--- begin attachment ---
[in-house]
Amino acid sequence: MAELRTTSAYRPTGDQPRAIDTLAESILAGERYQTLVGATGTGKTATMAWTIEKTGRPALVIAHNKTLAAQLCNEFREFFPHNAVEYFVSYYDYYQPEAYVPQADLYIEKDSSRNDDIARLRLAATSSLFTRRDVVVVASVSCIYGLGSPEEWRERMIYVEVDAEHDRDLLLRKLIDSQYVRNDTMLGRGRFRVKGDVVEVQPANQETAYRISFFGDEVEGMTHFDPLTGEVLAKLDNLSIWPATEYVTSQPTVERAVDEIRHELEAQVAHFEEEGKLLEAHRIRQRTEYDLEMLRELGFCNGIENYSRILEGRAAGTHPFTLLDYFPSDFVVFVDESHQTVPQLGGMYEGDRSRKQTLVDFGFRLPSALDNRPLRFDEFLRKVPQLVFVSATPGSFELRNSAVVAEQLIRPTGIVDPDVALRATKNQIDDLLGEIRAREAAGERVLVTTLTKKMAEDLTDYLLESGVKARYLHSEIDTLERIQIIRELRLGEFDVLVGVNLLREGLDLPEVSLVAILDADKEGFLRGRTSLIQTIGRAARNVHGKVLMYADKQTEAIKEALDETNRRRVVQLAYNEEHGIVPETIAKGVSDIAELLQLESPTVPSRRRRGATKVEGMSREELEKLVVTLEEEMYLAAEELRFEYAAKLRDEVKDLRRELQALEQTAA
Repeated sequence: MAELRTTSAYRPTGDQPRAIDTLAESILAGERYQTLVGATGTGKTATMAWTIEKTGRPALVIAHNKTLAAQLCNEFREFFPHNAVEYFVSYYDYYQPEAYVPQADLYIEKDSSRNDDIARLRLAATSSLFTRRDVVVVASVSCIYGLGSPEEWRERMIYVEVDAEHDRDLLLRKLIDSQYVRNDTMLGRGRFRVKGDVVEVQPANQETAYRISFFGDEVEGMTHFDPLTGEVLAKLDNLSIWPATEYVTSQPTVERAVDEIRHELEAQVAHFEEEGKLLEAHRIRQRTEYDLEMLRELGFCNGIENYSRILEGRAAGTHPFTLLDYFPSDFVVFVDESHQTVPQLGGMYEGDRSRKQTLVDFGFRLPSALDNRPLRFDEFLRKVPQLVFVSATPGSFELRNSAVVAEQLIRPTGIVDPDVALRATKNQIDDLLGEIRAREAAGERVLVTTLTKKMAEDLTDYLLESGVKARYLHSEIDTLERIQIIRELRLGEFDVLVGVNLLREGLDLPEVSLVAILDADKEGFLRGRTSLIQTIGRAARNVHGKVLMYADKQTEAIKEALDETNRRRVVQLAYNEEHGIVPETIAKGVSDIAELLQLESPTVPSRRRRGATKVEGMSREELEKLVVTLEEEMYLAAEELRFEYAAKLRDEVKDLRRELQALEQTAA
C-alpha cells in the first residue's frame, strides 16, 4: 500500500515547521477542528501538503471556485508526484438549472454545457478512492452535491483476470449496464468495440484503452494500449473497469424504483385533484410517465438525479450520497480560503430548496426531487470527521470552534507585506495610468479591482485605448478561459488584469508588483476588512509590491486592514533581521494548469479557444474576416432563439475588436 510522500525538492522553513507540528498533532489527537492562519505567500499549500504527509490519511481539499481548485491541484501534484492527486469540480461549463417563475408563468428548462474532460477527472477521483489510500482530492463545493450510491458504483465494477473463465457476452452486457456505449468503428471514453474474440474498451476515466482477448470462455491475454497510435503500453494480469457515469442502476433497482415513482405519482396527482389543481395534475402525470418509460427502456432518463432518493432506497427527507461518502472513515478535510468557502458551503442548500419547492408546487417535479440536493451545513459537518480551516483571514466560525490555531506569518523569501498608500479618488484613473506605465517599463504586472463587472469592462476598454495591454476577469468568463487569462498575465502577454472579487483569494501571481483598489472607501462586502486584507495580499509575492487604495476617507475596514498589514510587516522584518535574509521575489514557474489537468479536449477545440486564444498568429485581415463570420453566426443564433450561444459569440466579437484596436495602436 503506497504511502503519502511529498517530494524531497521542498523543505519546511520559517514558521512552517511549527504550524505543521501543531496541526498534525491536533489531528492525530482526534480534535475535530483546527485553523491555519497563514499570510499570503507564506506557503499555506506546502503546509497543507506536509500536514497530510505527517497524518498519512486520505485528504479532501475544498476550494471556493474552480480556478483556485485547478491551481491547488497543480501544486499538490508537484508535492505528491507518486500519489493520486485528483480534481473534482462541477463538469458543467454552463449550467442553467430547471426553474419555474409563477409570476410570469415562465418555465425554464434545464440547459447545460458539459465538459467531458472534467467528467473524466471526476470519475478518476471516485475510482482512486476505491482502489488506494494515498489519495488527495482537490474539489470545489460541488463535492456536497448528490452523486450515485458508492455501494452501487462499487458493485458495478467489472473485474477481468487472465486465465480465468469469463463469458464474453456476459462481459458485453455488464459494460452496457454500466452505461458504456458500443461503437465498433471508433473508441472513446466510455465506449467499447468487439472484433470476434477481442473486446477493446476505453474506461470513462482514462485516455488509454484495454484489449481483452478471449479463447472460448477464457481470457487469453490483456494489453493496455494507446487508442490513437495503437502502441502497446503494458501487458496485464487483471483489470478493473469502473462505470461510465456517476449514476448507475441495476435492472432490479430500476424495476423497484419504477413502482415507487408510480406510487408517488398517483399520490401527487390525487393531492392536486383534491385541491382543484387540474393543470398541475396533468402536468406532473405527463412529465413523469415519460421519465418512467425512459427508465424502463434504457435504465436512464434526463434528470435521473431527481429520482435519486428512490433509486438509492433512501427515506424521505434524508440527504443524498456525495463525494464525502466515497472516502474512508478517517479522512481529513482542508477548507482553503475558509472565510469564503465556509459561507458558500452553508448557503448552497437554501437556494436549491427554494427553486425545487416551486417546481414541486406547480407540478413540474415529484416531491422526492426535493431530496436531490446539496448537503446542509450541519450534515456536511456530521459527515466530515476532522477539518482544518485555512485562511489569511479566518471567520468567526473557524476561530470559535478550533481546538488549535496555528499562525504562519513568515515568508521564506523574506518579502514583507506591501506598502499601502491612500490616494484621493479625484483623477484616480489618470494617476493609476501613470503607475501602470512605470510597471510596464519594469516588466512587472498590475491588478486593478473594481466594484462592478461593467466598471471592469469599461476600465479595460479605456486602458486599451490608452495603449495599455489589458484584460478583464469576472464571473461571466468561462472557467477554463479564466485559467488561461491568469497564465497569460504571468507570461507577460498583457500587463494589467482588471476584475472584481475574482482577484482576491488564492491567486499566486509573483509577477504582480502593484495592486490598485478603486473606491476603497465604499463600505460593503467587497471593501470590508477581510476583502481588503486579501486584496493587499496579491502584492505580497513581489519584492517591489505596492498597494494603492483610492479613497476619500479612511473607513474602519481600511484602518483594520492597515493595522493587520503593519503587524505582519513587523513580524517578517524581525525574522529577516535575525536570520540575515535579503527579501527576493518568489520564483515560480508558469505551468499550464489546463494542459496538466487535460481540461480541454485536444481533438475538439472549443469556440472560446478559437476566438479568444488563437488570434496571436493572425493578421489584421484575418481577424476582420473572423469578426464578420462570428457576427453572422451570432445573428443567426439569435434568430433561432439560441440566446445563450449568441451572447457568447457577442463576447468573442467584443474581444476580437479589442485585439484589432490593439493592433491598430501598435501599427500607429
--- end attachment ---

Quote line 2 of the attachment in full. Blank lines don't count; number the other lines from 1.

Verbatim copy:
Amino acid sequence: MAELRTTSAYRPTGDQPRAIDTLAESILAGERYQTLVGATGTGKTATMAWTIEKTGRPALVIAHNKTLAAQLCNEFREFFPHNAVEYFVSYYDYYQPEAYVPQADLYIEKDSSRNDDIARLRLAATSSLFTRRDVVVVASVSCIYGLGSPEEWRERMIYVEVDAEHDRDLLLRKLIDSQYVRNDTMLGRGRFRVKGDVVEVQPANQETAYRISFFGDEVEGMTHFDPLTGEVLAKLDNLSIWPATEYVTSQPTVERAVDEIRHELEAQVAHFEEEGKLLEAHRIRQRTEYDLEMLRELGFCNGIENYSRILEGRAAGTHPFTLLDYFPSDFVVFVDESHQTVPQLGGMYEGDRSRKQTLVDFGFRLPSALDNRPLRFDEFLRKVPQLVFVSATPGSFELRNSAVVAEQLIRPTGIVDPDVALRATKNQIDDLLGEIRAREAAGERVLVTTLTKKMAEDLTDYLLESGVKARYLHSEIDTLERIQIIRELRLGEFDVLVGVNLLREGLDLPEVSLVAILDADKEGFLRGRTSLIQTIGRAARNVHGKVLMYADKQTEAIKEALDETNRRRVVQLAYNEEHGIVPETIAKGVSDIAELLQLESPTVPSRRRRGATKVEGMSREELEKLVVTLEEEMYLAAEELRFEYAAKLRDEVKDLRRELQALEQTAA